African nations start to focus on smart city initiatives
Acute urbanization combined with years of infrastructure neglect creates challenges on path to smart city projects in Africa
Despite most of Africa’s largest cities are still undergoing an urbanization process, smart city initiatives are being embraced by a number of African governments.
The International Telecommunication Union (ITU) defines a smart city as “an innovative city that uses ICTs and other means to improve quality of life, efficiency of urban operation and services and competitiveness, while ensuring that it meets the needs of present and future generations with respect to economic, social and environmental aspects.”
According to a previous study by Deloitte, African cities have particular challenges stemming from years of hostilities and neglect of infrastructure. Rapid urban migration of the population is placing demands on existing infrastructure and transportation networks which are beyond their original design.
“Over the past decade large multinational Information Technology (IT) companies have begun predicting Africa to be “the next big market” due to the emergence of many rapidly growing economies,” Deloitte said. “As such it is a fair statement to make that many African cities are at the cross road of velocious development in one shape or another, providing the unique opportunity for cities to innovate and lead a new generation of thinking whilst demonstrating tangible benefits to their citizens and to the world.”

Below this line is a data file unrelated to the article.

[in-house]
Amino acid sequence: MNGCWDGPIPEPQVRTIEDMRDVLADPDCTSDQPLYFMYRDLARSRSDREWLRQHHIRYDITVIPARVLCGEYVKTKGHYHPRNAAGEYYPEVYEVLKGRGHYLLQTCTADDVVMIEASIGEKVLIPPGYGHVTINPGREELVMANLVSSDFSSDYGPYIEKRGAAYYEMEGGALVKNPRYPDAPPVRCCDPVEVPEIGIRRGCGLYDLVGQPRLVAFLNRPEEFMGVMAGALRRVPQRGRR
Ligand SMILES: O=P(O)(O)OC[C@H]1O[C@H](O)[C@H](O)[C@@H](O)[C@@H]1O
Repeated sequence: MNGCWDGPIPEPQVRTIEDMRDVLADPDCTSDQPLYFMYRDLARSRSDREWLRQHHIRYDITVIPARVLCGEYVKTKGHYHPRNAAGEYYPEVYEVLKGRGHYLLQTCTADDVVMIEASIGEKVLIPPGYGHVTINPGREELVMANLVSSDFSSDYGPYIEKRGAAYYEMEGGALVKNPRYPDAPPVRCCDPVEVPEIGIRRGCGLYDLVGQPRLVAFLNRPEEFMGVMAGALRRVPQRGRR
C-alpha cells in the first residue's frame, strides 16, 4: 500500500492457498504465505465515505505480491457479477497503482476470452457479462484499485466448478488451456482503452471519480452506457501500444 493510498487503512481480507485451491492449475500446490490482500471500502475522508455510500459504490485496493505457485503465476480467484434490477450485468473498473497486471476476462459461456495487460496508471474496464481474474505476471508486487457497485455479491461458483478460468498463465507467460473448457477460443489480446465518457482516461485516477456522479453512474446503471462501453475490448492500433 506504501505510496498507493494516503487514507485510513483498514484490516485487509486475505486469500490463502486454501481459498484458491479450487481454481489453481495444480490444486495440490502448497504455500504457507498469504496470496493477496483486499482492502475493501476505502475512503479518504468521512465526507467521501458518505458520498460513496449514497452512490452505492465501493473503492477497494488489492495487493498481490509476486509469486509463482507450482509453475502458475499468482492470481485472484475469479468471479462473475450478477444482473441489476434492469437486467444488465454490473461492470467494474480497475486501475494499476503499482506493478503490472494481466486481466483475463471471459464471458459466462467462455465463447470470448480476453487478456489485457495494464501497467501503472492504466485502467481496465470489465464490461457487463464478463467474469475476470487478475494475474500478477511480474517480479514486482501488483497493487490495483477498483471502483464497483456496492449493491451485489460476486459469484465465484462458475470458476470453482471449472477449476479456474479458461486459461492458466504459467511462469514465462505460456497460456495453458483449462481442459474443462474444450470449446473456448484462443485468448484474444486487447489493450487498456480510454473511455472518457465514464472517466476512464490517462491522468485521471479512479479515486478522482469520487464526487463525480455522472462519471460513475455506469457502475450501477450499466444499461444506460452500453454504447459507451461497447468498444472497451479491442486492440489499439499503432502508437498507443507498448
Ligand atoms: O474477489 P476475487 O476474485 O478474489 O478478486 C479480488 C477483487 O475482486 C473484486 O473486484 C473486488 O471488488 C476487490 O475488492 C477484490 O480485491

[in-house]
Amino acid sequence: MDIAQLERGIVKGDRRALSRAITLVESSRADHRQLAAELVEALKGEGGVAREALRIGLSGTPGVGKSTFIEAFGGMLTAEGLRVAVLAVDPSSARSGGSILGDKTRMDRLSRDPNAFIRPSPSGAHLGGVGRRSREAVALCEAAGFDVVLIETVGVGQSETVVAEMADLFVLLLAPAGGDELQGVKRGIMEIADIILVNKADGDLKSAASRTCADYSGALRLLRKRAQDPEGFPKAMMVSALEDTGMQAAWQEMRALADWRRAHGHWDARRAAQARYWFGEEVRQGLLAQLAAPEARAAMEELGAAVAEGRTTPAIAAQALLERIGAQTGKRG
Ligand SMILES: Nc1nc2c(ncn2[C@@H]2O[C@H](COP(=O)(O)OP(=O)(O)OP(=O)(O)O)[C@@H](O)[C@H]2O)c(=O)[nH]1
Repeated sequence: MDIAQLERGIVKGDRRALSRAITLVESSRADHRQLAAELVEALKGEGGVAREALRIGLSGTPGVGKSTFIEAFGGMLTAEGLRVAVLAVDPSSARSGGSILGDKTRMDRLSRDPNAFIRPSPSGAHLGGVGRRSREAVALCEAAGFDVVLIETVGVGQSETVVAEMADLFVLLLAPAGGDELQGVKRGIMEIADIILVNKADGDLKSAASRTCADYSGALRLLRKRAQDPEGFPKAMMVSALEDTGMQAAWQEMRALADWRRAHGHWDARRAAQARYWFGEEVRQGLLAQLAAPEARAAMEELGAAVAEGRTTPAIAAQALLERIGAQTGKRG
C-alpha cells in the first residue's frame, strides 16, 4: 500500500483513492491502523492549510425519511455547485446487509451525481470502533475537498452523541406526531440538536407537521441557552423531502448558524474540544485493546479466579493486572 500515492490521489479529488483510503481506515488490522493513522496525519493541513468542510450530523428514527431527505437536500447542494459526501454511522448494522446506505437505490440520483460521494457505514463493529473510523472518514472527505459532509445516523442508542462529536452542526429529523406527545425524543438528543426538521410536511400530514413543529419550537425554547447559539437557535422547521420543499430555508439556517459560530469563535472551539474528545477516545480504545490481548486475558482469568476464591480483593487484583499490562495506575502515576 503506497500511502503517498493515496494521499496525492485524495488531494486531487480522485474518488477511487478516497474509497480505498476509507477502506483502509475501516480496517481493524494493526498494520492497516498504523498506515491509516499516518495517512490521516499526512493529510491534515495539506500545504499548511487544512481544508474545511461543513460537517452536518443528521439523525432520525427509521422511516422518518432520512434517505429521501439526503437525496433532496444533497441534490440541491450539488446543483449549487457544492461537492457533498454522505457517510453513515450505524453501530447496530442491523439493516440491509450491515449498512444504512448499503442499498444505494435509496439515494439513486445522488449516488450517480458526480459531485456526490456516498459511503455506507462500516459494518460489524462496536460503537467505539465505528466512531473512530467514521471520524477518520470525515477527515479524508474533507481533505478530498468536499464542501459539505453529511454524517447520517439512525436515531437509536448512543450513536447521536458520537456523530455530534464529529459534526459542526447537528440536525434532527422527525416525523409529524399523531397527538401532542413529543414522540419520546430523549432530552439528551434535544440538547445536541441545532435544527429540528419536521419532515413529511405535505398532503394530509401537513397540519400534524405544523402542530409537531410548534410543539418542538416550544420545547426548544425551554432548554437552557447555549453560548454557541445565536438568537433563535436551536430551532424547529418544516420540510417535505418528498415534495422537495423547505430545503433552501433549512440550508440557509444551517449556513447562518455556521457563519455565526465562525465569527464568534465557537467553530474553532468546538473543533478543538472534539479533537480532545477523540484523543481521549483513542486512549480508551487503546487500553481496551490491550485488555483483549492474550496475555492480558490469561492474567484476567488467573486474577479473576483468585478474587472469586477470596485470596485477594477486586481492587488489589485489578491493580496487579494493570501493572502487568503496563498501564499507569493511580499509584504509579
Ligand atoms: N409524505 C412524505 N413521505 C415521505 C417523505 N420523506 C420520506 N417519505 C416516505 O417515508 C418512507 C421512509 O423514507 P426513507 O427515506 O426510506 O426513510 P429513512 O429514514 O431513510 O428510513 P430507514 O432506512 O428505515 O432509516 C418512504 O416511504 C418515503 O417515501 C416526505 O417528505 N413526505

According to the study, African studies need to embrace smart city projects in order to become globally competitive.
In May 2017, the government of Rwanda unveiled an initiative to guide African cities to adopt use of innovative digital technologies to deal with some of the pressing problems they face. The blueprint was launched during the Transform Africa Summit 2017
The blueprint provides a framework of policies and programmes that could be adopted in African cities to make them smart and sustainable through integrating innovative technologies at all levels of service delivery and urban management.
In addition, the blueprint urges African countries to seek non-traditional sources of financing for the deployment of smart city initiatives such as public-private partnerships (PPPs) and smart bonds.
Countries such as Nigeria, Rwanda, Ghana, and Ethiopia have already launched smart cities initiatives. The Nigerian Smart City Initiative, announced last June, aims to increase the country’s ICT innovations and showcase ways through which they can be linked with physical infrastructure to improve service delivery. In Ethiopia, the city of Addis Ababa has implemented a smart parking project, which uses Chinese technology to park cars in a steel structure building using an automated lift. IBM has also evaluated a number of smart city initiatives in Ghana to assess ways to use technology to implement economic and social reform in capital Accra.
Rwanda is one of the most active countries in Africa in terms of smart city initiatives. The local government has launched the Irembo platform, which seeks to create e-government services to allow citizens to complete public processes online, such as registering for driving exams and requesting birth certificates.
In addition, the African nation is active in involving the private sector in its goal towards creating smart cities. In mid-May, the Rwandan government launched a partnership with Nokia and SRG in order to deploy smart city technology. The project involves investment in network connectivity and sensor deployment to improve public safety, waste management, utility management, and health care.